Well, that was disapointing!

Growing tired of Windows and Microsoft’s shenannigans I figured I’d install Linux on another one of my machines.

I do all sorts of things on this particular machine, and one of those things is that I sometimes edit videos with Davinci Resolve.
Most of my video editing is done on a much beefier machine downstairs, but the projects are kept in a Postgres database and the media on a NAS, so I can edit from any machine on the network.

I knew that using Linux for occasional editing would present some challenges with path mappings (R:\Resolve\xxx is /home/tassiebob/Resolve/xxx on Linux for example), but the thing I didn’t expect was that the Linux version of Davinci Resolve doesn’t support H.264! …and all my source media is encoded with H.264!


Now to be fair, Davinci Resolve Studio (that would cost me about AUD$450) does claim to support H.264 on Linux, although whether there’s any caveats with that I don’t know - because I haven’t spent the AUD$450 and I probably won’t. What grates my gears though is that the free edition of Resolve DOES support H.264 on Windows, and apparently on Mac as well. It’s just Linux users that are left out in the cold.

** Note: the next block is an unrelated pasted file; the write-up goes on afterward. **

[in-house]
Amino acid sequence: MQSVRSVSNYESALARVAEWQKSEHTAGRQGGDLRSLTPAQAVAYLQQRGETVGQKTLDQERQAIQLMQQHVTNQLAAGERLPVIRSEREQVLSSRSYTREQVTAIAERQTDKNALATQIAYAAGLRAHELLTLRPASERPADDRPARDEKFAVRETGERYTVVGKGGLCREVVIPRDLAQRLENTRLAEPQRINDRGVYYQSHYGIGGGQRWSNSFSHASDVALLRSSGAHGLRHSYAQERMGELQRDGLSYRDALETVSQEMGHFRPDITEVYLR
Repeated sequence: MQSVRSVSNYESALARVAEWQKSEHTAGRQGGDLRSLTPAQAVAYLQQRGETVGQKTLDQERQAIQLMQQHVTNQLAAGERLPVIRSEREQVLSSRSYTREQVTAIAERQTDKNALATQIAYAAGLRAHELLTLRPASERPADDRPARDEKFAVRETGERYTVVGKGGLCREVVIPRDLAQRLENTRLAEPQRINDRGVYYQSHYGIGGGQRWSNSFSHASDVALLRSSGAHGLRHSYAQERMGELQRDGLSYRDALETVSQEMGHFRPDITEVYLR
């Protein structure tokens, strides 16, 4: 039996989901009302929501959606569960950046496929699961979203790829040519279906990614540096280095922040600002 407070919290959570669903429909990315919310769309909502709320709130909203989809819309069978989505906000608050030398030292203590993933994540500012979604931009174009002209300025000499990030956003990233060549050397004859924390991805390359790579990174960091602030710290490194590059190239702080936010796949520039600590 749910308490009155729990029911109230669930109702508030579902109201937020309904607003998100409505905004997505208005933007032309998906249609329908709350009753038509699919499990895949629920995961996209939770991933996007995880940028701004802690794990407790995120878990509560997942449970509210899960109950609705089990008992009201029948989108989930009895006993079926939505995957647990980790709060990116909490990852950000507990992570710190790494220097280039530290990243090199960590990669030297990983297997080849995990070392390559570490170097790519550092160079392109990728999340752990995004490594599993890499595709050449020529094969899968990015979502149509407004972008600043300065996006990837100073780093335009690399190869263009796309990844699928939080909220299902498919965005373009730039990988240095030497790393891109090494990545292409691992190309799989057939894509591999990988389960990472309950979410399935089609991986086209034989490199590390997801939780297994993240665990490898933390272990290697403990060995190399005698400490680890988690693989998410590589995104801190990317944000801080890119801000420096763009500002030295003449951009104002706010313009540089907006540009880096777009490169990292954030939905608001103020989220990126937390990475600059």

There are workarounds, such as using ffmpeg to convert the source material into another format, then work on it in Resolve, render to another format, and then use ffmpeg again to convert the final render to H.264. But really?

I’ve also read that Resolve Studio on Linux doesn’t support AAC audio, but I’ve not confirmed that either way.

Maybe later versions of Resolve will, umm, resolve this H.264 on Linux issue.

But today, if you’re a user of the free Davinci Resolve version 18, and you want to convert your workstation to Linux, BEWARE.

For me, I either need to do my editing with the Windows version of Resolve, or see if my fairly simple needs can be met with something like kdenlive.